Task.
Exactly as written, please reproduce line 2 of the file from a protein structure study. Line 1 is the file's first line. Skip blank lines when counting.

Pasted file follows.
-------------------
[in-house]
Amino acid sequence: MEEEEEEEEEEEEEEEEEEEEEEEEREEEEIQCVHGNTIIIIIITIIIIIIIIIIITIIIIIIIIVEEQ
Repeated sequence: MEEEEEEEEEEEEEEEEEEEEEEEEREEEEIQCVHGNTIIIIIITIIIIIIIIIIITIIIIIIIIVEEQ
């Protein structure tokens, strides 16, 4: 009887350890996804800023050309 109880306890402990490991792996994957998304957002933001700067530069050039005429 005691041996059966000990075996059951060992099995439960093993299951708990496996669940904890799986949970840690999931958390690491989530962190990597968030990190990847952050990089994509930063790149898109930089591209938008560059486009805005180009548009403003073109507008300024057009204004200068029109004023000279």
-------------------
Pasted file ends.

Amino acid sequence: MEEEEEEEEEEEEEEEEEEEEEEEEREEEEIQCVHGNTIIIIIITIIIIIIIIIIITIIIIIIIIVEEQ